“A new scientific model of forgetting is taking shape, which suggests keeping multiple memories or tasks in mind simultaneously can actually erode them.”

“Neuroscientists already knew that memories can interfere with and weaken each other while they are locked away in the recesses of long-term memory. But this new model speaks to what happens when multiple memories are coexisting front and center in our minds, in a place called “working memory.”‘
“It argues that when we let multiple memories come to mind simultaneously, those memories immediately lock into a fierce competition with each other.” When these memories are tightly competing for our attention the brain steps in and actually modifies those memories,” says Jarrod Lewis-Peacock, a neuroscientist at UT Austin.”

“The brain crowns winners and losers. If you ended up remembering the milk and forgetting the phone call, your brain strengthens your memory for getting milk and weakens the one for phoning your friend back, so it will be easier to choose next time you’re faced with that dilemma.”

I’m so smart.  I’ve been employing this strategy for years!  The only problem is when I remember what I forgot, I forget why I needed to remember what I forgot to remember.

(jw)

P.S. I forgot to tell you that you can read the entire article

by clicking on the title above.

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Fears I’ve Overcome and those to come . . .

Humans don’t learn to become terrified of spiders and snakes — we were hard-wired millions of years ago to fear them! 

Apparently, as a scientific study* concludes, the spider/snake specific response conferred an evolutionary advantage to our ancestors- who were able to identify and react to the creatures more quickly.

Reading this article made me reflect on my fears:

  • I used to be fearful of aliens coming to “get me”.  I am pretty sure that the time it would have been useful for them to study me has passed.
  • I used to be afraid that my mind would go before my body.  Since watching the decline of my own parents I’m now fearful that my mind will NOT go before my body.  It may be a blessing not to be aware of what my limitations are.
  • I used to be fearful people wouldn’t like me.  I now consider it a compliment that certain people don’t like me
  • I used to be fearful of snakes. I spent hours in my early 20’s watching snakes (behind a glass exhibit) noticing  how beautiful their markings were, how incredible it was that they navigated their way with their tongue and how remarkable their ability to move was.  I still am afraid of snakes. It’s hard-wired, you know.

  • I used to be fearful of not getting good grades in school.  I’ve got all the diplomas now I need . . .or want.
  • I used to be terrified of dying.  I’m not afraid of that since I’ve embraced the Baha’i belief about the celestial realm.
  • I used to be fearful of never having a boy ask me to dance at high school dances.  Now I fear that if anyone asked they’d find out I can’t dance
  • I used to be afraid of heights.  I took a Wilderness Course in my 30’s where we had to climb poles, walk across streams on tiny logs and fall backwards off ledges into people’s’ arms.  I am still afraid of heights.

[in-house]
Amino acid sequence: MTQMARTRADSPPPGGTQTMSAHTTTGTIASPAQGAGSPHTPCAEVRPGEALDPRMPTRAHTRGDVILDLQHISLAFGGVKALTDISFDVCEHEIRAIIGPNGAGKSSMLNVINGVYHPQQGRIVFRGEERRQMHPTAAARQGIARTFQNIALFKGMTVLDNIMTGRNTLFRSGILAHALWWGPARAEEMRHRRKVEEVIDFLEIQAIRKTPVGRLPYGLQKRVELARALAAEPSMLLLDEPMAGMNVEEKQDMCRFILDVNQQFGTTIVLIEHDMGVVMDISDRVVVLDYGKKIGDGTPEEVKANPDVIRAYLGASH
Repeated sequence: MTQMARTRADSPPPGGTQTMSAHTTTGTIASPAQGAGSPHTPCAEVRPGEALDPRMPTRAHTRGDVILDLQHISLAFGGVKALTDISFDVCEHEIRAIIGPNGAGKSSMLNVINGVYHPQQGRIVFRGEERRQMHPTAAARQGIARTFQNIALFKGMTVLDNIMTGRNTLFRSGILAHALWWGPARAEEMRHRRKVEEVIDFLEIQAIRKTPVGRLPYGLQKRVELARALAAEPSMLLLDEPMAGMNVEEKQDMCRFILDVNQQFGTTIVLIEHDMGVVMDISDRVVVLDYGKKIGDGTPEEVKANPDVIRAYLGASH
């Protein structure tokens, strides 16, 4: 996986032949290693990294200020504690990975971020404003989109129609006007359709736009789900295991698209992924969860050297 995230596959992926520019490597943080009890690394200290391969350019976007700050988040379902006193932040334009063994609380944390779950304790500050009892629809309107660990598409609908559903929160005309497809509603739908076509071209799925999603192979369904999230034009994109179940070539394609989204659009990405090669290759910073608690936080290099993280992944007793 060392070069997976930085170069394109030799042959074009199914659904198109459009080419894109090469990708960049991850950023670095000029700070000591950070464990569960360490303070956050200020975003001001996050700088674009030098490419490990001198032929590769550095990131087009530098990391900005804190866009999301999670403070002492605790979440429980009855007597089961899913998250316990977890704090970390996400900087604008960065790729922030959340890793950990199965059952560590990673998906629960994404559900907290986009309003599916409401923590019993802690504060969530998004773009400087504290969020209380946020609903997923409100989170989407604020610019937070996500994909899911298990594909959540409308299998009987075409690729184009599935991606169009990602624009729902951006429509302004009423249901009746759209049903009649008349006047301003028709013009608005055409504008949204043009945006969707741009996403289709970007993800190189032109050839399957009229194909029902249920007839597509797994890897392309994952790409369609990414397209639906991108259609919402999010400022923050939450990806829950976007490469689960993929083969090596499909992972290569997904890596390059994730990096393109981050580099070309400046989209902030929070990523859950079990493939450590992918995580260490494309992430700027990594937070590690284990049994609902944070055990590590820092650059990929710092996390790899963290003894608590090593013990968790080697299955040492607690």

Hey! My list of fears has really been whittled down!

All I’m afraid of now is that there are snakes in heaven, I will be a dance instructor for eternity and that heaven is REALLY HIGH up.

(jw)

What are . . . or were . . . your fears ?

*http://nypost.com/2017/10/21/science-confirms-spiders-and-snakes-are-innately-terrifying/

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Want to be happy? Eat Your Dessert First

We’ve all fallen into thinking “I will be happy when ___________”.  Sometimes it’s a mind set we’ve been taught: Eat your vegetables before you can have dessert;  There’s no time for happiness just “hard” work.  Often it’s simply paddling as fast as we can to keep our head above water.

Shawn Achor, author of The Happiness Advantage, maintains we need to get happy first and success will be easier for when we are in a good mood we work better, are more creative, and cope better.

The neurochemistry says it all
“Positive emotions flood our brain with dopamine and serotonin, chemicals that not only make us feel good, but dial up the learning centers of our brains to higher levels. They help us organize new information, keep that information in the brain longer, and retrieve it faster later on. And they enable us to make and sustain more neural connections, which allows us to think more quickly and creatively, become more skilled at complex analysis and problem solving, and see and invent new ways of doing things.”

Heels over Head by Peggy

Smple activities that will increase the “happy” neurotransmitters in your brain.

Recall a memory of something happy or funny
Take a brisk walk
Watch a funny video clip or cartoon
Hang out with someone who makes you smile

Proven ways to increase happiness which take a bit more time and effort:

1. Meditation (Joy on Demand”, a book on easy ways to meditate)

2. Think of something you can look forward to doing

 3. Perform an act of kindness

Acts of Kindness by Peggy

4.Modify your physical environment (go outside in nice weather, surround yourself with pictures that remind you of loved ones, happy times, trips, read positive magazines, books, videos or surround yourself with objects or symbols that bring a smile.

5. Exercise 20 – 30 min. 3X week

6. Create & nurture relationships.

 7. Use your skills and do something you enjoy